Grazing ruminants consume their food in discrete grazing events. The frequency and distribution of these events depend on the current physiological state of the animal and its environment. Within a small spatio-temporal scale, foraging decisions such as when to begin, which frequency, and how to distribute the grazing events may determine how cattle allocate time to meet their nutritional needs. The longest and most intense grazing events occur normally at dusk; this intake pattern serves to maximize daily energy intake, provide a steady release of nutrients, and maintain satiety over the night. Although ruminants may have a high motivation to seek food at dawn, this grazing event normally is of lesser intensity and duration than the dusk grazing event. Because of the timing of these grazing events, ruminants seem to be crepuscular animals, and light provides an environmental cue as to when to seek food. Certainly, the preference for twilight grazing plays a role in shaping the daily grazing pattern, yet it remains to be explained if this preference also reflects temporal variation in the underlying physiology. On the other hand, modern husbandry could not have eliminated any evolved anti-predator strategy legated by their ancestors. Voluntary feed intake ultimately abuts on animal psychology. Clearly, there are major gaps in our knowledge because there are virtually no published data relating the last question to domestic ruminants.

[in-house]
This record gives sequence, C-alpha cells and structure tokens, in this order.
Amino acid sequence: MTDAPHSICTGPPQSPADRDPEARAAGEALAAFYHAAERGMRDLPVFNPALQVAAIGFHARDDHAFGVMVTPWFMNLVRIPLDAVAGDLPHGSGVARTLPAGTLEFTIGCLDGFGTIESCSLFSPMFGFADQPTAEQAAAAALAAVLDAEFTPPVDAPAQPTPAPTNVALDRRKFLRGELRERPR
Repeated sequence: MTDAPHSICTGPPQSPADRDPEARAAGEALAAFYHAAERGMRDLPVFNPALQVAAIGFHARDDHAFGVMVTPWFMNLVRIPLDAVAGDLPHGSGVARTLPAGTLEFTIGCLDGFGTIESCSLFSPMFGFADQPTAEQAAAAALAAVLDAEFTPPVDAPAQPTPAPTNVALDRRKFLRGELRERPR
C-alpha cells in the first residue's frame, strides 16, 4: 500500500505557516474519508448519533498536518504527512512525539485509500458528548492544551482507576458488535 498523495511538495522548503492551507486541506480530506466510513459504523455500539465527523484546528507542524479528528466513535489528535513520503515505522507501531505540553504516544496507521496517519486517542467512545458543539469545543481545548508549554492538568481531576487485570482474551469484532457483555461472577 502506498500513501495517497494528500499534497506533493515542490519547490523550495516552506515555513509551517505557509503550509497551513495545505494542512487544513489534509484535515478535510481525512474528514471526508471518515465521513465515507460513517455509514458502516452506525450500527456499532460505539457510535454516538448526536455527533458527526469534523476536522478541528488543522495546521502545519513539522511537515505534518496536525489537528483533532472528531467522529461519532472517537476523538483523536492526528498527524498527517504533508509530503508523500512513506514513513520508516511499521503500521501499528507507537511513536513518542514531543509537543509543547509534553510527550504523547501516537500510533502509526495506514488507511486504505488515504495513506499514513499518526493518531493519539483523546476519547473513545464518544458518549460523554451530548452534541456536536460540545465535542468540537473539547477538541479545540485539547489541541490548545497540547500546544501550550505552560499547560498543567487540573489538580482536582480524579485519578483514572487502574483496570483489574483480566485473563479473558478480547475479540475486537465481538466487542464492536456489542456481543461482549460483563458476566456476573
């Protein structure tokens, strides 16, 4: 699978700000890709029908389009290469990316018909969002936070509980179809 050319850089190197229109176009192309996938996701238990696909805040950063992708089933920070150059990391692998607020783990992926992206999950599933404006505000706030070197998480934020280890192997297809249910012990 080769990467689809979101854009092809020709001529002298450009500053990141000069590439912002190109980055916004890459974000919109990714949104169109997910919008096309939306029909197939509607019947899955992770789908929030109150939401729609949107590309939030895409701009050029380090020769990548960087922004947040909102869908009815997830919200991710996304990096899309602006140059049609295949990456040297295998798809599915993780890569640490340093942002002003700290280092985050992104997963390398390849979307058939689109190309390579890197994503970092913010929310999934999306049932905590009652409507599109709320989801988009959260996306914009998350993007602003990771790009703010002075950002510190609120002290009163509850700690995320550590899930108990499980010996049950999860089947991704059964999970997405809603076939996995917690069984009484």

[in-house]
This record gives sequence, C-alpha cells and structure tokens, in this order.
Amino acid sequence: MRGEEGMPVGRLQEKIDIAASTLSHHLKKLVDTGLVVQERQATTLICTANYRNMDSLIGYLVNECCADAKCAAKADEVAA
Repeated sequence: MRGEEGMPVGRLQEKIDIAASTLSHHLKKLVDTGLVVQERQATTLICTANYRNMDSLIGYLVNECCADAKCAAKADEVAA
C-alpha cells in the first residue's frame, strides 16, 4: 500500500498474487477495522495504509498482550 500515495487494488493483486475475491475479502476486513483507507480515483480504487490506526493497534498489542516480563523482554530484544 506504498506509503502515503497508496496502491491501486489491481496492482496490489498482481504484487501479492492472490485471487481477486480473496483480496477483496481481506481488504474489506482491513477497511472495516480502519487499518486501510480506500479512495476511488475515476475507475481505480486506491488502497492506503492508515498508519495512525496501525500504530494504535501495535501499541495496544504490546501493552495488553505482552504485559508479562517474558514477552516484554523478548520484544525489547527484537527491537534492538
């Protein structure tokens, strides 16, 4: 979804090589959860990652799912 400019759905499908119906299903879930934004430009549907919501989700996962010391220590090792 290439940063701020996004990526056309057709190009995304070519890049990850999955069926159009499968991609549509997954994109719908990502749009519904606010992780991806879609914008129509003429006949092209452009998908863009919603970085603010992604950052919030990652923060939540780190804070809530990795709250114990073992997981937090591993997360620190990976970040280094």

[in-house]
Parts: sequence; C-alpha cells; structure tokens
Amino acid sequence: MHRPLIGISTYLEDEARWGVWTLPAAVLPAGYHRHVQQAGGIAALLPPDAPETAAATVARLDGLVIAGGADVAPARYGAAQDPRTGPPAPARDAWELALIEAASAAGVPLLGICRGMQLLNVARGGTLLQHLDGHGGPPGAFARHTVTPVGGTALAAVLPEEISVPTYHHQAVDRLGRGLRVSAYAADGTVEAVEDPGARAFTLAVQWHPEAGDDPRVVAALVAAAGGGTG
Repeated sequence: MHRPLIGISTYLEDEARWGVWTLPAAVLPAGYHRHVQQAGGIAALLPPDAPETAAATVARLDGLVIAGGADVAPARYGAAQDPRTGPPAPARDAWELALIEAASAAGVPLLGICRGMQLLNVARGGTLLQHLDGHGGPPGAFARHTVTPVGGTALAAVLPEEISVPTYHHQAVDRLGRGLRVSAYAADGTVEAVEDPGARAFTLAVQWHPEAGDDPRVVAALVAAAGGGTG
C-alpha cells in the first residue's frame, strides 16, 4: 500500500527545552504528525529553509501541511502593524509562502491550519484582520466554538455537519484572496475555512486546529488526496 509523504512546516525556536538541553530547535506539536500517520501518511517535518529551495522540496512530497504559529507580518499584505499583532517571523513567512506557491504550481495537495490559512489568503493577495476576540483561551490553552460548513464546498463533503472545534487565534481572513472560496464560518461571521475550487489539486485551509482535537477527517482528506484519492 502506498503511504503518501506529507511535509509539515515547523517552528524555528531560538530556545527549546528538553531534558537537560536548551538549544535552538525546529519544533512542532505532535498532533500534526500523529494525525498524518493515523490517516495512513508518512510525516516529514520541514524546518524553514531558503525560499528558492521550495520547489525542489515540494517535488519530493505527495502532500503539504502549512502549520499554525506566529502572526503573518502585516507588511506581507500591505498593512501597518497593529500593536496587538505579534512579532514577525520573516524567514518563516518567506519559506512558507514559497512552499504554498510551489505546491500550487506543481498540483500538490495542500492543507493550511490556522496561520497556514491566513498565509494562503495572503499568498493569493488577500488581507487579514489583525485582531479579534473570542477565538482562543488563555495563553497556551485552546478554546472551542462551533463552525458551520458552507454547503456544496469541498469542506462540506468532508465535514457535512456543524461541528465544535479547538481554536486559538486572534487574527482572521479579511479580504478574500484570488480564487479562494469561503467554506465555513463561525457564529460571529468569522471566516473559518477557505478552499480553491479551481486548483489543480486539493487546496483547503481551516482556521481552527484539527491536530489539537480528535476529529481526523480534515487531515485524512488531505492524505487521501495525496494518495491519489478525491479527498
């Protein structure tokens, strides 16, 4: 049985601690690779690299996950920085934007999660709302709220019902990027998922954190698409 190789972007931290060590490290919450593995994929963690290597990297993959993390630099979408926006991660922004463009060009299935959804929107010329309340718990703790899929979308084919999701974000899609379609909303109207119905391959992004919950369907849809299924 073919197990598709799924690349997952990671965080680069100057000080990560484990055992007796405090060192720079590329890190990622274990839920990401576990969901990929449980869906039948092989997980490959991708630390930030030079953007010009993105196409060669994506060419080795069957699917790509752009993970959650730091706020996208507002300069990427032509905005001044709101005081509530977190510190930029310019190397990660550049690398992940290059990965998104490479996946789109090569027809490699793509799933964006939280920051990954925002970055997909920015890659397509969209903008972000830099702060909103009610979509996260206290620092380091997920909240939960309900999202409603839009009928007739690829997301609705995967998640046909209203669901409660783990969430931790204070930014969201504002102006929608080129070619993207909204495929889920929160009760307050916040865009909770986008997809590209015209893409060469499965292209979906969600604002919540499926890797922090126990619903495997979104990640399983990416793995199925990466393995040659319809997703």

Gregorini, P., Tamminga, S., & Gunther, S. A. (2006). Review: Behavior and daily grazing patterns of cattle. Professional Animal Scientist, 22(3), 201-209. https://doi.org/10.15232/S1080-7446(15)31095-0